I tried it, too, but did not find it comfortable. When I called up the retailer from whom I got the pillow (OMI does not retail their organic pillows or mattresses) to ask if there is an adjustment period, he responded, “People either love them or hate them.”  So … we were among the latter, but you might love it.

 

Normally people who love buckwheat pillows are people who prefer a firm pillow.

 

And here is the exciting part!

 

If you know you love buckwheat pillows or you think you will love it, please fill out the form below (you will be added to my Wednesdays’ newsletter, too).  After one month (on May 1, 2018), I will choose a random winner of the free pillow, and contact you for your mailing address.  This giveaway is limited to US residents only.

 

For a better chance of winning a pillow, please place a comment to this post and share this post on your social media channels.  Let me know in the comments what media channels you have shared it on.

 

 

If you are interested in learning where to buy softer organic sleeping pillows made with shredded latex or spiral wool and get help decide which one is right for you, please fill out the form below to receive discount codes straight to your inbox.

 

 

And lastly, please know that I am available for healthy living consultations, whether you have a quick question about one specific product or need to refurbish your whole house, I am here for you.  Please read numerous testimonials about my services here and here.  One quick phone call can save you from wasting your hard-earned money on regrettable products and help you choose the right products that you will enjoy for a long time.

 

The most comfortable organic pillow for you

28 Responses

  1. Terri

    Thank you for all the info you provide and the research you do to make it as correct as possible!

  2. Carol Z

    Thank you for all the research and your time and effort to make a better world. Carol Albuquerque NM

  3. mary grace zakowski

    The information you provide is priceless and I look forward to every post. I am definitely interested in the organic pillow.

  4. Amanda lanz

    I was so happy when I found my daughter an organic cotton/wool fill toddler pillow. Next, it’s time to find an organic option for Mom and dad.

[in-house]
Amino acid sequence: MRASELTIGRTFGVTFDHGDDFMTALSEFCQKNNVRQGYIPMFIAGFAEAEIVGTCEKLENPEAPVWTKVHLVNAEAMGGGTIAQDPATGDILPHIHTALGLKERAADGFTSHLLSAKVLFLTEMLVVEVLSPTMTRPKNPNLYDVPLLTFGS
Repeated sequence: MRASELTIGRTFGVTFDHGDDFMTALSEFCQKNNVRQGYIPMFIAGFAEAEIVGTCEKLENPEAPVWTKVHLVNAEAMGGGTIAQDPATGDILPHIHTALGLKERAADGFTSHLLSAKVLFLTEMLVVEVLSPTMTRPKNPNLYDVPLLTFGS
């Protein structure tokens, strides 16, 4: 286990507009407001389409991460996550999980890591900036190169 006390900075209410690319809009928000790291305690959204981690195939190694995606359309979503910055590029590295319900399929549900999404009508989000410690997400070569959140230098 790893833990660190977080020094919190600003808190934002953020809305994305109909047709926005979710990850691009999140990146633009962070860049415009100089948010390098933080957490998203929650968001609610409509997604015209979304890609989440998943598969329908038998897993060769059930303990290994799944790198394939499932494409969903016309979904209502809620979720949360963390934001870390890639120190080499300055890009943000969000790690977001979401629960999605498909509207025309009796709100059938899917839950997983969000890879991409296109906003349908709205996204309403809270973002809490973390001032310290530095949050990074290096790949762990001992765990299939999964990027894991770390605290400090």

5. Jessica Schwechler

    I was looking for a pillow that I would find comfortable and finally found an organic cotton pillow and I love it! It took me like 4 or 5 years of trying different ones. It’s just the right height and firmness.

  6. Judy

    Hi, Irina. I laughed so hard at your description. There’s a line in an old song that says, “a piece of stone I will use for my pillow,” and that’s how I feel about sleeping on buckwheat. But . . . it’s the only pillow I can use for my neck problems. Would love to try one with wool. Maybe that would help. As always, thanks for your honesty. Judy

  7. Galina Niyazov

    Thank you so much for the post, I’ve been looking for more nontoxic bedding lately and was not sure where to buy, but as always your blog has answers for a lot my inquiries: so far thanks to you I changed make up, hair care products, skin care products, cookware, dishwasher powder, even tried your advice on using mustard seeds to wash dishes, also changed a lot of my baby products, among a few others I can’t recall now. But I’m avid follower of your blog and recommend it to everyone who is interested in more healthy living !

  8. Anonymous

    Thank you for the informative post! Almost a year ago, I bought a Brookstone® 4-in-1 Bed Wedge Pillow, and it smelled horribly for a long time…. Now I know why. Do you have any suggestions on how to make old non-organic pillows a little less toxic? Do washings or covers help in addition to letting them off-gas?

  9. Irina Webb

    I hope it does not contain flame retardants, which do not offgass and may shed more. As for VOCs, it off-gasses faster in a humid and hot environment. ~Irina

    • Anonymous

      Thanks! I was planning on buying a couple new non-toxic pillows, but I guess I’ll have to buy a few more to replace some of the pillows that we already have.

      • Irina Webb

        We can’t always eliminate potentially harmful chemicals completely from our environment but it is so important not to be exposed to them when we sleep. ~Irina

  10. Victoria Faith Schrack

    I’ve always been the kind of person that likes hard beds and pillows and I’ve been looking for an organic option, so I’d love to try this pillow! Thanks for all the information you share! It’s so helpful.

  11. Natalia

    How timely! I’ve been looking into trying a buckwheat pillow! shared this on fb and ig 😉

  12. Jenny